This irritates MOMD to no end since he is a news junkie and a journalist by trade.  My ardent refusal to engage in his penchant for useless information is baffling to him; although I like to think he also secretly finds it endearing.

Anyway. As you well know if your’e a regular reader (bah! Regular! That assumes that I write regularly! hahaha… Sorry. But really: we both know that’s just ludicrous.) my leanings are decidedly socialist with a mighty dash of feminist. So a lot of what I decide to read in my feed are stories in these veins.  This morning I linked to something about women not engaging in political discourse because of the level of debate.

Now that resonated with me.

So I clicked the link.  And I tell you what: it was not well written.  In fact, I think it was written by someone who simply wanted to prove their point because it did nothing to further the discussion, and it actively discouraged my interest.  Which is a shame because honestly, I think the subheader did a great job of luring in readers.  The synopsis hit on an idea that’s been percolating in my head for ages that I just haven’t had the time to formulate.

I do not actively engage in politics because the level of discourse is so low.

A prime example is attack ads.  They do nothing to discuss party platforms, track records, or public engagement.  The sole purpose of these ads is to simply defame a single person.  And while it’s true that often we often vote for an individual rather than specifically a party (Jack Layton, anyone?) ads that vilify the leader of a party are useless.  I remember when Kim Campbell had stepped in as interim leader for the Conservative party back in 1993 and during the election campaign that followed, she was advised to run an ad that criticized – really, made fun of – Jean Chretien’s partially paralyzed face.  The woman I was wanted desperately to love our country’s first female Prime Minister, but the human in me was appalled at that level of insensitivity.  As was most of the country, and the conservatives fell from a majority government to not even holding official party status.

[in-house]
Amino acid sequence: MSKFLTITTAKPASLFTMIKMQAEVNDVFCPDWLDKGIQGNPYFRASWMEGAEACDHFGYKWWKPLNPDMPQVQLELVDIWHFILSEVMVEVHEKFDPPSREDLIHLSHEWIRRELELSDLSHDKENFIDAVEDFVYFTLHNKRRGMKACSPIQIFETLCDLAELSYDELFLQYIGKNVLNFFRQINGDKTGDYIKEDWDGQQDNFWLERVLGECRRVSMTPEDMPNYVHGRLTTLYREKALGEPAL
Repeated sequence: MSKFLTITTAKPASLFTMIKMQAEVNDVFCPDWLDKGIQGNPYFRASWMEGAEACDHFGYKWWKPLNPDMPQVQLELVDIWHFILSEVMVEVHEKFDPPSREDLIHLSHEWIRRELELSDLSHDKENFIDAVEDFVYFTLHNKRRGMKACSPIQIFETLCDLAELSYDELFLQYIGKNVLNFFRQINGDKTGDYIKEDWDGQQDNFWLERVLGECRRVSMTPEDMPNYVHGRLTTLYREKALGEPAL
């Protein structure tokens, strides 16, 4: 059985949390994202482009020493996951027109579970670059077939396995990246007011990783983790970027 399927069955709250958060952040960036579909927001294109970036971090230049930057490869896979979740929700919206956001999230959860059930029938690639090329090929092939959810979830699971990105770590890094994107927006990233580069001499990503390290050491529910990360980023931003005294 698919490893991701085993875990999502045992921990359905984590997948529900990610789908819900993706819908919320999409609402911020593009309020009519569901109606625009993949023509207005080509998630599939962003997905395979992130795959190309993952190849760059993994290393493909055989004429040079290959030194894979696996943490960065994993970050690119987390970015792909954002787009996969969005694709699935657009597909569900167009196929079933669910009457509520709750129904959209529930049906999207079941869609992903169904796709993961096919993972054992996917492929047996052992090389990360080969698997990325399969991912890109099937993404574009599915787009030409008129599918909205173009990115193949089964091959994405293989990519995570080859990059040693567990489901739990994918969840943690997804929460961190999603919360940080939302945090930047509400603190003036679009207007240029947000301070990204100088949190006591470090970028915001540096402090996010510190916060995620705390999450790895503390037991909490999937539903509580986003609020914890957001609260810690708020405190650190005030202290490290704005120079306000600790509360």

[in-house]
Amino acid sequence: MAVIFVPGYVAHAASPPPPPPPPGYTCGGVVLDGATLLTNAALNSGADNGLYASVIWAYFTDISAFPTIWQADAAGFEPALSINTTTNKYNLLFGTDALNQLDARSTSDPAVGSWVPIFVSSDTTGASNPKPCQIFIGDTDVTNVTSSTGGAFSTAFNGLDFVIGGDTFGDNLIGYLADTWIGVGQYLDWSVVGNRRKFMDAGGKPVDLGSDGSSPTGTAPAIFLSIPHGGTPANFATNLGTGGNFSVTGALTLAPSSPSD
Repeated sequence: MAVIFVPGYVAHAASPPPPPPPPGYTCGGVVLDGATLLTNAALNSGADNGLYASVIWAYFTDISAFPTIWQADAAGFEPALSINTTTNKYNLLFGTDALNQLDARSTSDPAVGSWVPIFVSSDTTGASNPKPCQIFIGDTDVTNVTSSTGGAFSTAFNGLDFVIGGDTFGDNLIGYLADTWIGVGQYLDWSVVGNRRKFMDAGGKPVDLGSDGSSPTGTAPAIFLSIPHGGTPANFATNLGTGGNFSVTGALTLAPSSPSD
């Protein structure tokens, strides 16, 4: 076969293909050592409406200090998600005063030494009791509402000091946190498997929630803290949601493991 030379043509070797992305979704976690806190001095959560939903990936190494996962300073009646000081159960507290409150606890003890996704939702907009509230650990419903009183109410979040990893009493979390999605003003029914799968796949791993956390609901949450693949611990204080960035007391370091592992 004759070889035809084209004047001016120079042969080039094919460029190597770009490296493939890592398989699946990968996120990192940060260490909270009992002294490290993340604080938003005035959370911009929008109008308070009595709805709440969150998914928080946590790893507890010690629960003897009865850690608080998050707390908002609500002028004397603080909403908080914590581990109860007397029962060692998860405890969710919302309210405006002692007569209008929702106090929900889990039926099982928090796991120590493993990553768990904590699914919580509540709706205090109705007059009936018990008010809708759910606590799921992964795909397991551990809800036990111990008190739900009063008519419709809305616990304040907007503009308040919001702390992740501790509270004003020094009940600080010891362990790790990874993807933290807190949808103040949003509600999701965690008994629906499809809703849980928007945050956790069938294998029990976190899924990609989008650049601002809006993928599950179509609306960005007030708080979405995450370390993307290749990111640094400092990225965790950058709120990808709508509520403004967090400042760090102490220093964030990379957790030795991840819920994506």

It’s not just attack ads though.  If I look at politics closer to home, a fantastic example of what really turns my engagement to zero is currently holding the title of Mayor in the City of Toronto.  There are so many things that offend me about Mayor Rob Ford, I could seriously go on and on.  If I look at that litany what it all boils down to is that he is belligerent, diametrically opposed to discussion or debate and willfully ignorant.  What I learned in school, when I was politically engaged, is that the heart of politics is discourse.

Remember debating?  I do.  I remember high school debates with so much fondness.  Choosing or being given a stance (defense or opposition) on a statement, and you and your team mate laid out an argument and then you debated the other side.  They were heated, but they were always civilized.  Yes, we kept to our stances while the debate was raging, but we were listening to what the other side was saying.  We had to: we had to be able to refute their arguments.

From my position, today’s politicians are all like Mayor Ford.  They have a position, they have a party line, some communications handler carefully crafts them a statement, and they read it.  Over and over and over again in some cases.  They are not listening, they are not responding, they are not engaged.  When the opposition stands up to speak, they are doing the same thing, except there’s a lot of heavy chest thumping accompanying their stating and restating and restating their opposition.

And really: that’s just so disheartening.  I for one would welcome a conversation where I did not have to prove that sexism is inherent, that rape culture exists, and that listening and responding to comments is an important part of what sets us humans apart from primates.  Maybe, just maybe, if I felt like anyone was listening, if anyone anywhere in our political system was engaged, then perhaps I too would become so myself.

For now though, for now I’ll just stay over here in my media-free bubble.

 
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Posted by on July 7, 2013 in Opinion, Politics